The government is closely following the political situation in the Solomon Islands as the Pacific ally prepares to vote for a prime minister in an election that could determine the future of ties between the two nations.
The Ministry of Foreign Affairs (MOFA) and its embassy in Honiara are keeping in close contact with each of the nation’s political parties after general elections on April 3 failed to give any party a parliamentary majority, spokesperson Andrew Lee (李憲章) said.
The Solomon Islands would soon have a coalition government, but there are “too many variables” to determine when it would happen, Lee said.
Photo: Lu Yi-hsuan, Taipei Times
“We will make sure to keep close and friendly relations with every major political figure to ensure our diplomatic relations remain stable with the new administration,” Lee said.
Several media reports cited a number of senior politicians, including Acting Solomon Islands Prime Minister Rick Hou, as saying that they would review diplomatic relations with Taiwan if elected.
Members of parliament are today to vote on who should head the new government, Radio New Zealand reported on Friday last week.
The two candidates are Mathew Wale and Manasseh Sogavare, the report said.
Wale was nominated by his Grand Coalition Group (GCG), while Sogavare was nominated by the Democratic Coalition Government for Advancement.
Hou is part of Sogavare’s coalition, which claims to have the support of 33 lawmakers in the 50-member parliament, while the GCG said it is backed by 28 lawmakers.
Parliamentarians are to vote in secret ballots, with the winning coalition needing at least 26 votes.
Claims of support are typical in the Solomon Islands, where party loyalties are constantly shifting, making it impossible to know what the winning coalition will look like or how it will approach relations with Taiwan.
To further solidify ties, the ministry last month signed a memorandum of understanding in which Taiwan is to offer “strategic loans” reportedly totaling up to NT$900 million (US$29.17 million) to help the Pacific country build a national stadium for the 2023 Pacific Games.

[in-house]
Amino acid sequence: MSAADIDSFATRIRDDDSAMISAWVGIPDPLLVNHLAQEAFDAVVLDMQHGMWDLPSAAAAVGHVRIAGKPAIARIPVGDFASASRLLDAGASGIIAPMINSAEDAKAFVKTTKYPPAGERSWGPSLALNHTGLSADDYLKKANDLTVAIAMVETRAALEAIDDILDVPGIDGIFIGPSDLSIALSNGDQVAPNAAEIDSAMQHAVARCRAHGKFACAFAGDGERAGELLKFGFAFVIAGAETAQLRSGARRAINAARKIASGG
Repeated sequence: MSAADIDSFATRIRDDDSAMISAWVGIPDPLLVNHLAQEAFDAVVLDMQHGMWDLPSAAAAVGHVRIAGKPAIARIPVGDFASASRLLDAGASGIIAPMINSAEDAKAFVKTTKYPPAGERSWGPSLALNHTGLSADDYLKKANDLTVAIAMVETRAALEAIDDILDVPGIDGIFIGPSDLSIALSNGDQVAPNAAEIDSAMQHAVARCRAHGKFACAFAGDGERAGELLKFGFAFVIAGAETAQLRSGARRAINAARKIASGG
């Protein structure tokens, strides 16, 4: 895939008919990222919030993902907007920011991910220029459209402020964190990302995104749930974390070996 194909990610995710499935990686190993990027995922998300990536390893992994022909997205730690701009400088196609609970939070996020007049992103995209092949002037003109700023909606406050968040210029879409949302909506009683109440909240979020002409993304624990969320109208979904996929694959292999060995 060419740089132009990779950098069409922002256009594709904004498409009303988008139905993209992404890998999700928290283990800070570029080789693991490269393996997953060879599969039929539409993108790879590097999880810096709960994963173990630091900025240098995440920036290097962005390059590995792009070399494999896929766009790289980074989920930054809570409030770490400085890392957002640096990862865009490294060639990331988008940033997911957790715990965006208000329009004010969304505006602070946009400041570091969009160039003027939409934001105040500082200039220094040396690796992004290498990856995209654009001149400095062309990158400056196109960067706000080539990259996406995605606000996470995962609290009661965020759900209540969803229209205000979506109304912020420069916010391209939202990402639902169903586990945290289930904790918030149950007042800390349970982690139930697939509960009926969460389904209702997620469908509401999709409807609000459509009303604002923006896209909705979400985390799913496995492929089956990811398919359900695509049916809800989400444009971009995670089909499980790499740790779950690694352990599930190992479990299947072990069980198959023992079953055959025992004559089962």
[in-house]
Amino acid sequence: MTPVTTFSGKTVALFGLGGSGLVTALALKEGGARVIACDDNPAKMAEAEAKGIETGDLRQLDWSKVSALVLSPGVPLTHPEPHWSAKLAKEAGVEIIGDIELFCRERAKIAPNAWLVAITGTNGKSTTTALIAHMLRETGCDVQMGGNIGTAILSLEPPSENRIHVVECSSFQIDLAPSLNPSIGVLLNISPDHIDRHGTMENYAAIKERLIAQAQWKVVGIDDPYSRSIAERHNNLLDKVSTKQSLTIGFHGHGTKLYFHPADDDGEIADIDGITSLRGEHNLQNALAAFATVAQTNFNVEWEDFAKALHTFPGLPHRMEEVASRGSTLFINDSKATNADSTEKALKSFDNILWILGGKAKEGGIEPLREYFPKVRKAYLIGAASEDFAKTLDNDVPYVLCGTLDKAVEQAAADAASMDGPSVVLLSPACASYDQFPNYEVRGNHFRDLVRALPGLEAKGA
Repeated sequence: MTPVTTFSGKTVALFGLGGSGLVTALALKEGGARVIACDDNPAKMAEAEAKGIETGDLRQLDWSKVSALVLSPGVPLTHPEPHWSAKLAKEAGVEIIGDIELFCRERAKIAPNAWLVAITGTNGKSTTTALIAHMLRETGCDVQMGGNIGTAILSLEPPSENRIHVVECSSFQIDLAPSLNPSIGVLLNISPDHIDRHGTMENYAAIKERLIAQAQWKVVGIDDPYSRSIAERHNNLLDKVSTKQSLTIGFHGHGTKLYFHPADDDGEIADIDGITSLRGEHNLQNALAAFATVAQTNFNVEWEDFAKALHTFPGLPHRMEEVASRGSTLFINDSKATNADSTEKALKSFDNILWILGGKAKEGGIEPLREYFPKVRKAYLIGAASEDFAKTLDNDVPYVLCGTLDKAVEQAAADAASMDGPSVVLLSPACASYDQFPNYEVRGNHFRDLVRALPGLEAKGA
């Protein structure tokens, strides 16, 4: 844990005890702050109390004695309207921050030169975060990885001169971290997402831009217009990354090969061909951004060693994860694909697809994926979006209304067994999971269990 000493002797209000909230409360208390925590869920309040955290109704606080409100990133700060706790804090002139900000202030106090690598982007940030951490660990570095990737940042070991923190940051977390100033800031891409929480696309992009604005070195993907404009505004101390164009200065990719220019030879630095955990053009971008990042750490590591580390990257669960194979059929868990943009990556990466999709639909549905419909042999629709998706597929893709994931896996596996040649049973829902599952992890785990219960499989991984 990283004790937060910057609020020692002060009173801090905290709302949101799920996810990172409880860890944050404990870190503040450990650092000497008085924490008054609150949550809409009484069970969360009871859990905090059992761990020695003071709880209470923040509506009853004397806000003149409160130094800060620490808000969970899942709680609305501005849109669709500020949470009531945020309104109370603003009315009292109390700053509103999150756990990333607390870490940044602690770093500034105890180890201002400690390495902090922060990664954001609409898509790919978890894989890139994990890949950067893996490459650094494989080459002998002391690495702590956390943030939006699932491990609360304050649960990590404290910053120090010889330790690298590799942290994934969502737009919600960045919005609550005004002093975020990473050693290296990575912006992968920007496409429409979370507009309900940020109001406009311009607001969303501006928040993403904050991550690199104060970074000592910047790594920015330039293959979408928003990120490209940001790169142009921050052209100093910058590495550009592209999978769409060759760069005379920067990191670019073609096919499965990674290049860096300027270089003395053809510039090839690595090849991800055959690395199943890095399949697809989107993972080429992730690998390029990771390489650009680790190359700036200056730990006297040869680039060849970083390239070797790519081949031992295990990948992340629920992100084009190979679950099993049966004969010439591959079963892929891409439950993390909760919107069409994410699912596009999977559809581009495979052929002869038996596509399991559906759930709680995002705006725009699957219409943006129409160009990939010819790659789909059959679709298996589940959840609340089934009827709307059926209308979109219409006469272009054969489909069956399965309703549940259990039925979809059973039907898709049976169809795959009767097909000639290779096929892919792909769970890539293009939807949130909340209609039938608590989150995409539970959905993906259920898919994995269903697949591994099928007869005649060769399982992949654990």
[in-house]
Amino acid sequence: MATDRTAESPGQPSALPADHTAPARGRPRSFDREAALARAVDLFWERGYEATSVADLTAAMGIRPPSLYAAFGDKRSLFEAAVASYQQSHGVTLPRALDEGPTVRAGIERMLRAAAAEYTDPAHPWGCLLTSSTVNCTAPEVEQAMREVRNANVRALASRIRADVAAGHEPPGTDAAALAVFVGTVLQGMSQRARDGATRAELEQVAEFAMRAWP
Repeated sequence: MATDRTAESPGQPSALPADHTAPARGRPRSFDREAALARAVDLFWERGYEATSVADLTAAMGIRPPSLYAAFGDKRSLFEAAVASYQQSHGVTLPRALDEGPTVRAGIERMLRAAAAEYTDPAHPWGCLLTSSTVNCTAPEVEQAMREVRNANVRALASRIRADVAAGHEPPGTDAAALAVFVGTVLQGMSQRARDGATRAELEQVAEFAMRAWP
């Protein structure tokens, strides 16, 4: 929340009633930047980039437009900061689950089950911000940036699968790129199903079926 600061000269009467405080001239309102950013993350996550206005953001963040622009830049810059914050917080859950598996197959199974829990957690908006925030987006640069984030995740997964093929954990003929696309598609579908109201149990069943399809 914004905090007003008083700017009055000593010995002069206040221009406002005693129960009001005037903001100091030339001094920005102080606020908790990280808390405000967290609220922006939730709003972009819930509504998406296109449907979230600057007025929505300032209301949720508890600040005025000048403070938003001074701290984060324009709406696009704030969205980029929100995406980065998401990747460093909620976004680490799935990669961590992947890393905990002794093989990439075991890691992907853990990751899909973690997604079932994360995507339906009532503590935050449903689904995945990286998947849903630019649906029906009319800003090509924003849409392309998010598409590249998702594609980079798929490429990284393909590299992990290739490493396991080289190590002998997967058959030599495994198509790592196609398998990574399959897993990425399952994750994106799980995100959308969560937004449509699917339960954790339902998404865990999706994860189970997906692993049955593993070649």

FATAL FIRE: The health department is trying to contact the inspector who visited the site of the illegal nursing home to ask why they did not advise follow-up checks The Taipei City Government yesterday said that a health department inspector last year had visited the site of a long-term care facility in Neihu District (內湖) after receiving a report questioning its status. A fire broke out at the facility on Tuesday afternoon, killing three people. The Taipei Fire Department said that it received a report about a fire on the first floor of a four-story residential building on Kangning Road Sec. 1 at 2:38pm on Tuesday, firefighters arrived at 2:43pm and the fire was put out by 3:07pm. The firefighters found three men in beds and rushed them to hospital for
Taipei City Councilor Wang Hao (王浩) of the Chinese Nationalist Party (KMT) on Monday called for security improvements to the MRT, as fare evasion has increased more than 13-fold on the metropolitan railway system over the past five years. Taipei Mayor Ko Wen-je (柯文哲) has spoken out against fare evasion and other contraventions of MRT regulations, but since he took office in 2015 the number of contraventions has more than doubled, Wang said, adding that there were 537 cases in 2015 compared with 959 last year. A video was posted to YouTube in June showing people how to evade paying a fare,
THE CHINA CONNECTION: As Beijing’s aggression increases, so does Taiwanese consciousness, making a new constitution imperative, Hsu Wei-chun said If the nation is to ratify a new constitution, it must first end any illusions about the current document’s relevance to Taiwan, an academic told a forum in Taipei yesterday. For the constitutional revisionist movement to succeed, it needs public enthusiasm, the right timing and a clear plan of action, Chung Yuan Christian University associate professor Hsu Wei-chun (徐偉群) told attendees at the event titled “Imagining a New Constitution for a New Era,” which was organized by the National Taiwan University Graduate Student Association. The Constitution exists under the “one China” framework and has little relevance to Taiwan, Hsu said, adding that
Yuchi Township (魚池) fishers have appealed to the Nantou County Government for help in dealing with an invasive fish species in Sun Moon Lake (日月潭), where it has devastated the local ecosystem. Fishers at Sun Moon Lake have been using electrofishing in an attempt to eliminate the giant snakehead fish — found in Africa and Southeast Asia — but they have struggled to keep up with the growing population of the species, which breeds during September and October, the county government said on Monday. The county has contacted researchers at National Tsing Hua University, saying it hoped they could come up